Saturday, December 20, 2014

The Comeback

After a really, really bad day, Coco got a win. He went back to school. He attended first period Latin. Sure, it is just one class. But it is a giant step forward. Demi & I are very proud of him.  We hope he is proud of himself.  He should be.
     I drove the boys to school.  Coco was even happy to be early, so that he could hangout in the lounge & see his buddies.  I waited in the parking lot.  I got his OK to get a quick coffee, but I was there just in case.  Then I met him in the office to sign him out.  Mission accomplished. 

Monday, December 15, 2014

#RoseParade #Inspire - K-Train Rolling Through Anxiety

My Family is my inspiration.  Every single one of them.  Right now that holds true more than ever.  We have had a very rough time.  Rougher than others?  That, I don't know.  It's all relative.  That is why I have been having a hard time deciding not only how to approach this post for the Rose Bowl, but if I should approach this post.
     My youngest son has been struggling with intestinal issues for years now.  We have been through dozens of tests.  We have seen multiple doctors.  Finally, this past September, we were fortunate enough to get into a specialist at Boston's Childrens' Hospital.  He was able to successfully diagnose my son with IBS, Irritable Bowel Syndrome.  At the time, we were relieved.  We finally could put a name to what ails our son.  What we didn't realize was the problem on our horizon that would come from the IBS rider.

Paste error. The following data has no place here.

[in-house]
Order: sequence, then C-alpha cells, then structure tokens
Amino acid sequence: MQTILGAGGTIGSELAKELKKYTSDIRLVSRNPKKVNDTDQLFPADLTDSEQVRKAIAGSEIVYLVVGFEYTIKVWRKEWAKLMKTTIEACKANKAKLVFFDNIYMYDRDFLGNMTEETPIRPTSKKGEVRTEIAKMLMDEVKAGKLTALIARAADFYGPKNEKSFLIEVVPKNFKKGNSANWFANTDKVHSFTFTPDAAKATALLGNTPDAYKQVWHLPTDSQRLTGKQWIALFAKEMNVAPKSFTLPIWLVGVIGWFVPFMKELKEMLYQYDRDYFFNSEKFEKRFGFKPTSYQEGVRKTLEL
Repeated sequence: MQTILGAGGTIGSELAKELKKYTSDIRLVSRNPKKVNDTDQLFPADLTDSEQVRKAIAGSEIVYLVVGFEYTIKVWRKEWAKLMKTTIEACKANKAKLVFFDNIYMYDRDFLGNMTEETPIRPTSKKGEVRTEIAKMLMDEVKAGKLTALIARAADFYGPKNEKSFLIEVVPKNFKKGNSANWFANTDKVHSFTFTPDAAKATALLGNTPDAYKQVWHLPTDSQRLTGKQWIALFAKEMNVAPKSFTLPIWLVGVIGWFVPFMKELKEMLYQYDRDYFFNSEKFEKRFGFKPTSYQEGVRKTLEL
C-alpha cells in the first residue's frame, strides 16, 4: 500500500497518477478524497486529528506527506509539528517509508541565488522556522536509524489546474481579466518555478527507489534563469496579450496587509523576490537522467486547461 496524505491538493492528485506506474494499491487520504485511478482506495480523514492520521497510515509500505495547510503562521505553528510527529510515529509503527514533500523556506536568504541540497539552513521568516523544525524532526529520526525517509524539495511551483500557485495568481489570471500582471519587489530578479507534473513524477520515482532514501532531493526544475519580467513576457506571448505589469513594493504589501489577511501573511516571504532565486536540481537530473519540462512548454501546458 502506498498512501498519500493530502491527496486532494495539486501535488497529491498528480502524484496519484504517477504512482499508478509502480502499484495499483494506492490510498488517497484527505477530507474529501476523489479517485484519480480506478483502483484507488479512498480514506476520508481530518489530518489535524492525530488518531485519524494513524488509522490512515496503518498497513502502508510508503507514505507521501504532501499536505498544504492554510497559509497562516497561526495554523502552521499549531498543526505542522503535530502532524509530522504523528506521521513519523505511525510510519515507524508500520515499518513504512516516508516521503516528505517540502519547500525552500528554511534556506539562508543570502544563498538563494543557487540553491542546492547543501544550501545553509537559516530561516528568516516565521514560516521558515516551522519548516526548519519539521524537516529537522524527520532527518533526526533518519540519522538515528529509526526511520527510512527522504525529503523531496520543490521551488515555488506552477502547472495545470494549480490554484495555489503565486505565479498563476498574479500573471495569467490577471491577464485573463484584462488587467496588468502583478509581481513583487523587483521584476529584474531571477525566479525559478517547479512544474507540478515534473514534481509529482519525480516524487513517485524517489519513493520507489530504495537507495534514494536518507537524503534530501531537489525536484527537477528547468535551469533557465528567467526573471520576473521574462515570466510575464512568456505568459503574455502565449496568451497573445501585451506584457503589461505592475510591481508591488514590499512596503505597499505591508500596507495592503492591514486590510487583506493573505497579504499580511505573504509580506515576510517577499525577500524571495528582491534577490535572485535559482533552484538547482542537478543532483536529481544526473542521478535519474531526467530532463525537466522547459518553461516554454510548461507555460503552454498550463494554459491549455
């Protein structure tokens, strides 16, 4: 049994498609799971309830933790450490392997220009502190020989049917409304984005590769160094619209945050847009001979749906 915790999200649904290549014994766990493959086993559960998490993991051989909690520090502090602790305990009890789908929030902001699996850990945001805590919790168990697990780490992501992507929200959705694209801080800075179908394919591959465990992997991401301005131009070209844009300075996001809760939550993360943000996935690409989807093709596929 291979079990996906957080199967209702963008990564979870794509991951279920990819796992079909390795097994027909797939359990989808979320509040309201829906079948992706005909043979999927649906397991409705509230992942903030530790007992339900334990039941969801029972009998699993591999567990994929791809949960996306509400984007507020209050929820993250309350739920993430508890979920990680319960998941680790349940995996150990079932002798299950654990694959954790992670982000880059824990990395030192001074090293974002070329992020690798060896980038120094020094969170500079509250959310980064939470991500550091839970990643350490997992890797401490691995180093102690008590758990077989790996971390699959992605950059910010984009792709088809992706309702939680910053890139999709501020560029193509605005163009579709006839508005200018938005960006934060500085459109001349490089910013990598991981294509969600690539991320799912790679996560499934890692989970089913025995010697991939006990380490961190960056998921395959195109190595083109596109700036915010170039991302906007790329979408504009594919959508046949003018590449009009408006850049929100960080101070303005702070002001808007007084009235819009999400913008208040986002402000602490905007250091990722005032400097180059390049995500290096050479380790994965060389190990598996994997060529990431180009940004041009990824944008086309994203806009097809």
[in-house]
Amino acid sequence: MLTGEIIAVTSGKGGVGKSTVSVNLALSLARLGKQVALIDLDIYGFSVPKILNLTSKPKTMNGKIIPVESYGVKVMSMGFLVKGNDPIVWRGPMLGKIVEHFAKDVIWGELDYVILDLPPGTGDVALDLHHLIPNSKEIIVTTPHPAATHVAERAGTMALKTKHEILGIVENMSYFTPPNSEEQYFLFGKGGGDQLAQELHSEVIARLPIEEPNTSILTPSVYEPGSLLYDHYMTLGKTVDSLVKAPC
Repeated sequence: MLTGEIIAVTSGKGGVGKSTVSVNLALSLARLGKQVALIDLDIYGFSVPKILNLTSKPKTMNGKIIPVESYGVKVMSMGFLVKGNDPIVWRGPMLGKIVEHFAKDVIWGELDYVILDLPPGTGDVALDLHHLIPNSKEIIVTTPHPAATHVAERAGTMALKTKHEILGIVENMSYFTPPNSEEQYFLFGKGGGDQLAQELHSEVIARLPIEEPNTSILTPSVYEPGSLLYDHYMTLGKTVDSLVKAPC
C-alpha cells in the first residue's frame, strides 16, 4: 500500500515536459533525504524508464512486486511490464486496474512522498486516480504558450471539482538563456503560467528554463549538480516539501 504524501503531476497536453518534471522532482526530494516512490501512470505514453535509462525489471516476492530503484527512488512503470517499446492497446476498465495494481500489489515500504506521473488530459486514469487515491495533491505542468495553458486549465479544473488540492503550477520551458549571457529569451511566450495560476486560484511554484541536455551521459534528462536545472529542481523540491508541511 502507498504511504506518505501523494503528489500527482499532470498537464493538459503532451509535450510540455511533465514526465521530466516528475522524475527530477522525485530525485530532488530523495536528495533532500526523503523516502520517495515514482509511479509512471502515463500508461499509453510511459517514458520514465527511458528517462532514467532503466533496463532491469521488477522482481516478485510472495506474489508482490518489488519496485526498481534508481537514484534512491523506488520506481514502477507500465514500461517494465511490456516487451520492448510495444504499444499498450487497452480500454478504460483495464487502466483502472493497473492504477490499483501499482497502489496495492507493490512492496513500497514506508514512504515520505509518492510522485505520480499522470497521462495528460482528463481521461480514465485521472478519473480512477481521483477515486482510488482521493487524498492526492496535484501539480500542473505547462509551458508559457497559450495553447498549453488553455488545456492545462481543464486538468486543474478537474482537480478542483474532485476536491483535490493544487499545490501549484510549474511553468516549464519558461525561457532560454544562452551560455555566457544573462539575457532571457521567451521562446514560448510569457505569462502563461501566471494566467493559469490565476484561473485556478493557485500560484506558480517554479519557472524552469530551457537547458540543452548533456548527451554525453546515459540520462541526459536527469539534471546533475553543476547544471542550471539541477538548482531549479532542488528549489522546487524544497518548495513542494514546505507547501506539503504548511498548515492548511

Like a lot of diseases, IBS doesn't come alone.  It is paired with another disorder.
     The doctor causally asked my son if he was generally anxious.  My son shook his head.  Behind my son, I nodded affirmatively.  The doctor took notice and pressed my son.  After some discussion, there was enough evidence to suggest that the IBS afflicting my son came with a side dose of anxiety.  This magnified the issue.  Just how much, we had no idea.  At least we had no idea until about a month later.
     This is where I debated myself about whether or not to post this.  Anxiety is not the disease you usually see in these inspirational stories.  It's not a rare condition.  It does not have eye catching statistics.  If you mention it in conversation, you receive a lot of head nodding and feigned understanding from listeners.  To the causal bystander, IBS doesn't overwhelm, as it is not immediately life threatening.  Anxiety gets even less of a reaction.  Mental health does not get a lot of high level attention in the media unless it's attached to a tragic circumstance.  Mental health still has a lot of negative stigma associated with it.  So how could my son's current circumstances compare to a more highly publicized physical ailment?  I think you have to live it to understand it.